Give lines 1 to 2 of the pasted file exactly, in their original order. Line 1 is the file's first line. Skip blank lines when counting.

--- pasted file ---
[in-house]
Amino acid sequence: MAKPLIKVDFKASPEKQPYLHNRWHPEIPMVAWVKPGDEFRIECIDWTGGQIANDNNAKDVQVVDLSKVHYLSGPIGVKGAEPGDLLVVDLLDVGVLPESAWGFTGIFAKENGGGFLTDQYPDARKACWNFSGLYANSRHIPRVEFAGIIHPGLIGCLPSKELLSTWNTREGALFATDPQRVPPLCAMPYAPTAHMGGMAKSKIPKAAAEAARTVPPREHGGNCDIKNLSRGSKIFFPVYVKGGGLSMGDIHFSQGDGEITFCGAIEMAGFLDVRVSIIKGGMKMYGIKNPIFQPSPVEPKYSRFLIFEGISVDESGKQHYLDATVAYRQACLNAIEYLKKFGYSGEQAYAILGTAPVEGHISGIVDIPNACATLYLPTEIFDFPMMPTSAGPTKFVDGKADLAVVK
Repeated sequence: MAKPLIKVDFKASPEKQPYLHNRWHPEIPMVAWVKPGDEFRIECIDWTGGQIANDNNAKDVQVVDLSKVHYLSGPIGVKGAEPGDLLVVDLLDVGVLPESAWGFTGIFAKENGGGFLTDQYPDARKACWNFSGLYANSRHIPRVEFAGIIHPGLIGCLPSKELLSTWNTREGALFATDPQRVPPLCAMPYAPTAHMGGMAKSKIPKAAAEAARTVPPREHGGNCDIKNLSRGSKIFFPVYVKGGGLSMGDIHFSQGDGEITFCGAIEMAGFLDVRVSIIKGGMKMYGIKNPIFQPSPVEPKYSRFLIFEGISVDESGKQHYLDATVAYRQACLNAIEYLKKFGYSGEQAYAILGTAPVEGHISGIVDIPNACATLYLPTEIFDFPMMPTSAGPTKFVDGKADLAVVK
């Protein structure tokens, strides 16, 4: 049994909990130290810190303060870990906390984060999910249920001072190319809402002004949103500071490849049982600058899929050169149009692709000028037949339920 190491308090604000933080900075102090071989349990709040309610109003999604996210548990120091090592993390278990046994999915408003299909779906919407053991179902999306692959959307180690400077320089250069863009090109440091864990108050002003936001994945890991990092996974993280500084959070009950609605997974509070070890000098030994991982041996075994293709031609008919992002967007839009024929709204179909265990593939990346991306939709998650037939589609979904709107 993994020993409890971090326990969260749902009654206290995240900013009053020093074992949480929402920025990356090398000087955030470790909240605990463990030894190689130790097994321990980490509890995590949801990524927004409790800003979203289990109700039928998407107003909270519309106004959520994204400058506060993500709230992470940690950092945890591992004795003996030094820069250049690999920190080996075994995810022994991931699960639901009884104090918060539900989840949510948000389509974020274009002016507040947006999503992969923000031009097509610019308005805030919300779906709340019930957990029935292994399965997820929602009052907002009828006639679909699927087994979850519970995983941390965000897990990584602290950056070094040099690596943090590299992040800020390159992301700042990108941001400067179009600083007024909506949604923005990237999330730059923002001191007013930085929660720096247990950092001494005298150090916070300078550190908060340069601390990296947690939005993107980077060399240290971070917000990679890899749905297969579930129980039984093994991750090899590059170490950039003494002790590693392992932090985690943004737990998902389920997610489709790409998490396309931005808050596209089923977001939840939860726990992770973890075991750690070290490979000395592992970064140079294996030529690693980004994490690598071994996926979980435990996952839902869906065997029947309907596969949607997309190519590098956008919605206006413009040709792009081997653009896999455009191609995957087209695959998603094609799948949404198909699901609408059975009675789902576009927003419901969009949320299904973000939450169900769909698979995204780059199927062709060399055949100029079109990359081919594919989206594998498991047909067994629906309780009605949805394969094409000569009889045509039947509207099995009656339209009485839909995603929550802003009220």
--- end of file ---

[in-house]
Amino acid sequence: MAKPLIKVDFKASPEKQPYLHNRWHPEIPMVAWVKPGDEFRIECIDWTGGQIANDNNAKDVQVVDLSKVHYLSGPIGVKGAEPGDLLVVDLLDVGVLPESAWGFTGIFAKENGGGFLTDQYPDARKACWNFSGLYANSRHIPRVEFAGIIHPGLIGCLPSKELLSTWNTREGALFATDPQRVPPLCAMPYAPTAHMGGMAKSKIPKAAAEAARTVPPREHGGNCDIKNLSRGSKIFFPVYVKGGGLSMGDIHFSQGDGEITFCGAIEMAGFLDVRVSIIKGGMKMYGIKNPIFQPSPVEPKYSRFLIFEGISVDESGKQHYLDATVAYRQACLNAIEYLKKFGYSGEQAYAILGTAPVEGHISGIVDIPNACATLYLPTEIFDFPMMPTSAGPTKFVDGKADLAVVK